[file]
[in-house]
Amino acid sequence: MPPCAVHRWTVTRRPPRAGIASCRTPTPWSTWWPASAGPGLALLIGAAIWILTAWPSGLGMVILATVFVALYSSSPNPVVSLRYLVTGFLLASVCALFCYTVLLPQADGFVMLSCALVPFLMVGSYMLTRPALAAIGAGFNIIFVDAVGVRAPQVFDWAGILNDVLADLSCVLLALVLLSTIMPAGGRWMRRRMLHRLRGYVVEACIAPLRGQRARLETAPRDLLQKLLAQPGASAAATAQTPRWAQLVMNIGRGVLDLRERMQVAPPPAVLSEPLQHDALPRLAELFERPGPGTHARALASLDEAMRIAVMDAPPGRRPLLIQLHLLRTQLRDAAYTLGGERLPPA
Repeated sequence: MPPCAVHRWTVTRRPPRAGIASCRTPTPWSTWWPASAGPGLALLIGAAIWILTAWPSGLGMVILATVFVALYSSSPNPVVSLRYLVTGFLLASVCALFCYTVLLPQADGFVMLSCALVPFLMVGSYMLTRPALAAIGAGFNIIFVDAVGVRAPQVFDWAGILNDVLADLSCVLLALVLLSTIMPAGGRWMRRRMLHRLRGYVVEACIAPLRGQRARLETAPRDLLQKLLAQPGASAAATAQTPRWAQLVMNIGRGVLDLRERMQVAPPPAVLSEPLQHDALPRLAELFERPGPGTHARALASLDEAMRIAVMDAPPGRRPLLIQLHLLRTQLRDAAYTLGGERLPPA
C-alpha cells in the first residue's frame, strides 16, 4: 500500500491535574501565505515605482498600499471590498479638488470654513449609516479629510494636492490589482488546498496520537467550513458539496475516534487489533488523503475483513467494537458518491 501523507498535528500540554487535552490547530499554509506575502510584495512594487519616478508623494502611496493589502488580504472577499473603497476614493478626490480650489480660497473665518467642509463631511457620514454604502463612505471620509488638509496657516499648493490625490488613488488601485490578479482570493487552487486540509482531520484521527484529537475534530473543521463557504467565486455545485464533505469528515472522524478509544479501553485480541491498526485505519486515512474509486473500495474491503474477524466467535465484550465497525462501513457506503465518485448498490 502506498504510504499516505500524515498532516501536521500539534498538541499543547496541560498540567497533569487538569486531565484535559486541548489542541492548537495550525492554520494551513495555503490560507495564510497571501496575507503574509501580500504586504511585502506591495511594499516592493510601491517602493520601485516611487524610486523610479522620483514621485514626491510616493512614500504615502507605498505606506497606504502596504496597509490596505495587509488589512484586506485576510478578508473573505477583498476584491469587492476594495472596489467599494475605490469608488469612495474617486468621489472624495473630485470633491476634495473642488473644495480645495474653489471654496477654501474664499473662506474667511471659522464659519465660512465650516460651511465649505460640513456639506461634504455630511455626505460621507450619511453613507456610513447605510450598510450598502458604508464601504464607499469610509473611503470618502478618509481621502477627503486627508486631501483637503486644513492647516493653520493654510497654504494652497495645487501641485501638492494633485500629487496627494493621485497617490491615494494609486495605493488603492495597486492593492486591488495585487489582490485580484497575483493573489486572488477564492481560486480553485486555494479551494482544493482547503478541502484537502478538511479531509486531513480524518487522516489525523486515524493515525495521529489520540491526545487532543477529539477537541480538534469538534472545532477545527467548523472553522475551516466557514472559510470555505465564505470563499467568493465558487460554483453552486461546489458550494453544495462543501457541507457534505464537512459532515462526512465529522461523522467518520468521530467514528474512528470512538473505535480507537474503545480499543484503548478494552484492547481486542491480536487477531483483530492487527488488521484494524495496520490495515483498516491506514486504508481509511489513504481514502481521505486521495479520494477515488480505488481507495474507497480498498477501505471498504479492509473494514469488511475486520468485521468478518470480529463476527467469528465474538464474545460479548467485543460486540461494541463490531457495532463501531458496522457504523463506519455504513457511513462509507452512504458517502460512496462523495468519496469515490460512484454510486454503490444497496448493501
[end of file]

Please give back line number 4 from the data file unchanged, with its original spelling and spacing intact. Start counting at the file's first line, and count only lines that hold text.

C-alpha cells in the first residue's frame, strides 16, 4: 500500500491535574501565505515605482498600499471590498479638488470654513449609516479629510494636492490589482488546498496520537467550513458539496475516534487489533488523503475483513467494537458518491 501523507498535528500540554487535552490547530499554509506575502510584495512594487519616478508623494502611496493589502488580504472577499473603497476614493478626490480650489480660497473665518467642509463631511457620514454604502463612505471620509488638509496657516499648493490625490488613488488601485490578479482570493487552487486540509482531520484521527484529537475534530473543521463557504467565486455545485464533505469528515472522524478509544479501553485480541491498526485505519486515512474509486473500495474491503474477524466467535465484550465497525462501513457506503465518485448498490 502506498504510504499516505500524515498532516501536521500539534498538541499543547496541560498540567497533569487538569486531565484535559486541548489542541492548537495550525492554520494551513495555503490560507495564510497571501496575507503574509501580500504586504511585502506591495511594499516592493510601491517602493520601485516611487524610486523610479522620483514621485514626491510616493512614500504615502507605498505606506497606504502596504496597509490596505495587509488589512484586506485576510478578508473573505477583498476584491469587492476594495472596489467599494475605490469608488469612495474617486468621489472624495473630485470633491476634495473642488473644495480645495474653489471654496477654501474664499473662506474667511471659522464659519465660512465650516460651511465649505460640513456639506461634504455630511455626505460621507450619511453613507456610513447605510450598510450598502458604508464601504464607499469610509473611503470618502478618509481621502477627503486627508486631501483637503486644513492647516493653520493654510497654504494652497495645487501641485501638492494633485500629487496627494493621485497617490491615494494609486495605493488603492495597486492593492486591488495585487489582490485580484497575483493573489486572488477564492481560486480553485486555494479551494482544493482547503478541502484537502478538511479531509486531513480524518487522516489525523486515524493515525495521529489520540491526545487532543477529539477537541480538534469538534472545532477545527467548523472553522475551516466557514472559510470555505465564505470563499467568493465558487460554483453552486461546489458550494453544495462543501457541507457534505464537512459532515462526512465529522461523522467518520468521530467514528474512528470512538473505535480507537474503545480499543484503548478494552484492547481486542491480536487477531483483530492487527488488521484494524495496520490495515483498516491506514486504508481509511489513504481514502481521505486521495479520494477515488480505488481507495474507497480498498477501505471498504479492509473494514469488511475486520468485521468478518470480529463476527467469528465474538464474545460479548467485543460486540461494541463490531457495532463501531458496522457504523463506519455504513457511513462509507452512504458517502460512496462523495468519496469515490460512484454510486454503490444497496448493501